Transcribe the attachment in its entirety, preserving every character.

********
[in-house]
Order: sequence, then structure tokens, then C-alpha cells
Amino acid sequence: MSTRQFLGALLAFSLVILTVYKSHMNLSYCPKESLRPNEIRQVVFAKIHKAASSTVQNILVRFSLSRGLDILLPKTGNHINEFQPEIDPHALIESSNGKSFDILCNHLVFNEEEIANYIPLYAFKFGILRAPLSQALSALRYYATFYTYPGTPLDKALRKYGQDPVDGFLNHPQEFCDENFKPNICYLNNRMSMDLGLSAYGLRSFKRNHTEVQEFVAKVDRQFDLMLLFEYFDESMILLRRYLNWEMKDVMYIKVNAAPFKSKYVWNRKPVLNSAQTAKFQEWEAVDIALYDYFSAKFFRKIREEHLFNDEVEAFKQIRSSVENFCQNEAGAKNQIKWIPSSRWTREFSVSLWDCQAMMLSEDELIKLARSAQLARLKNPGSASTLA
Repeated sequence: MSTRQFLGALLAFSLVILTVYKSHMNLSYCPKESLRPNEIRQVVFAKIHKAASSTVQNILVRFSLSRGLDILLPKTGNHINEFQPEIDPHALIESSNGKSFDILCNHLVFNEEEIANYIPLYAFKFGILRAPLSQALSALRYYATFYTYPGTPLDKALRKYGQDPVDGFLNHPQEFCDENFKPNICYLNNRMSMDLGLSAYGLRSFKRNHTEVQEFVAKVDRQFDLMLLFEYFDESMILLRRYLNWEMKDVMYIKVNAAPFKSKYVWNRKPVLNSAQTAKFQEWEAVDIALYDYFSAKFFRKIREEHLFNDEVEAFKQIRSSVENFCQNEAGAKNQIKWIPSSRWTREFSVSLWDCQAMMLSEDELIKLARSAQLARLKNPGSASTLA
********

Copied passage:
[in-house]
Order: sequence, then structure tokens, then C-alpha cells
Amino acid sequence: MSTRQFLGALLAFSLVILTVYKSHMNLSYCPKESLRPNEIRQVVFAKIHKAASSTVQNILVRFSLSRGLDILLPKTGNHINEFQPEIDPHALIESSNGKSFDILCNHLVFNEEEIANYIPLYAFKFGILRAPLSQALSALRYYATFYTYPGTPLDKALRKYGQDPVDGFLNHPQEFCDENFKPNICYLNNRMSMDLGLSAYGLRSFKRNHTEVQEFVAKVDRQFDLMLLFEYFDESMILLRRYLNWEMKDVMYIKVNAAPFKSKYVWNRKPVLNSAQTAKFQEWEAVDIALYDYFSAKFFRKIREEHLFNDEVEAFKQIRSSVENFCQNEAGAKNQIKWIPSSRWTREFSVSLWDCQAMMLSEDELIKLARSAQLARLKNPGSASTLA
Repeated sequence: MSTRQFLGALLAFSLVILTVYKSHMNLSYCPKESLRPNEIRQVVFAKIHKAASSTVQNILVRFSLSRGLDILLPKTGNHINEFQPEIDPHALIESSNGKSFDILCNHLVFNEEEIANYIPLYAFKFGILRAPLSQALSALRYYATFYTYPGTPLDKALRKYGQDPVDGFLNHPQEFCDENFKPNICYLNNRMSMDLGLSAYGLRSFKRNHTEVQEFVAKVDRQFDLMLLFEYFDESMILLRRYLNWEMKDVMYIKVNAAPFKSKYVWNRKPVLNSAQTAKFQEWEAVDIALYDYFSAKFFRKIREEHLFNDEVEAFKQIRSSVENFCQNEAGAKNQIKWIPSSRWTREFSVSLWDCQAMMLSEDELIKLARSAQLARLKNPGSASTLA